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“A Little Short of Boats will appeal especially to readers interested in tactical battle studies. This reviewer recommends it enthusiastically.” —Civil War News
“Perhaps a small demonstration on your part would have the effect to move them,” wrote Maj. Gen. George B. McClellan to Brig. Gen. Charles P. Stone on October 20, 1861. The simple telegram triggered the “demonstration” by Col. Edward Baker’s brigade the following day—that evolved into the bloody subject of this book.
Opposing the Union effort was Brig. Gen. Nathan “Shanks” Evans’ small Confederate command at Leesburg. When he learned of the enemy plans, Evans shuttled troops from Edwards Ferry to Ball’s Bluff, where Baker pushed his brigade across the upper reaches of the Potomac. His troops were on open ground, ill-organized, and with their backs to the river when the Southern infantry attacked. The twelve fitful hours of fighting that followed ended in one of the worst defeats, proportionally speaking, that either side would suffer during the Civil War, wrecked a Union general’s career, and killed Baker—a sitting US senator and one of Abraham Lincoln’s good friends. The news rocked a Northern populace already reeling from the recent disasters of Bull Run and Wilson’s Creek.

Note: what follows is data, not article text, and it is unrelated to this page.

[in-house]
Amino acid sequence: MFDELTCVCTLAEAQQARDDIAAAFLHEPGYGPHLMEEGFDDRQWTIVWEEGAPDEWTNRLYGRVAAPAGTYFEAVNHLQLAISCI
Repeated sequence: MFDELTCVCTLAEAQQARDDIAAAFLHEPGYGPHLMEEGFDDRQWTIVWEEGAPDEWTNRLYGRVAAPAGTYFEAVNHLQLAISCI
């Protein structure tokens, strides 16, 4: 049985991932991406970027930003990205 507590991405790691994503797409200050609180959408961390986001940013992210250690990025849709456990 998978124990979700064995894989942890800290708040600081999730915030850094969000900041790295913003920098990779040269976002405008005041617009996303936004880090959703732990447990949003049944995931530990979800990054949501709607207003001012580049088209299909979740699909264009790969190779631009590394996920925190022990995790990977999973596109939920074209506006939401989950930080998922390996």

Based on firsthand research and a full appreciation of the battlefield terrain, A Little Short of Boats sets forth the strategy behind the “demonstration,” the combats that followed, and the colorful personalities involved. The result, coupled with the disaster’s political fallout, held the nation’s attention for weeks. The battle’s most important impact was also the least predictable: the creation of the Joint Committee on the Conduct of the War. Ostensibly formed to seek out the causes of the string of defeats, the Joint Committee instead pushed the political agenda of the “Radical Republicans” and remained a thorn in Lincoln’s side for four long years.
This fully revised and expanded edition of A Little Short of Boats will please Civil War enthusiasts who love tactical studies—and remind them once again that very often in history, smaller affairs often have important and lasting consequences.
Publisher: Savas Beatie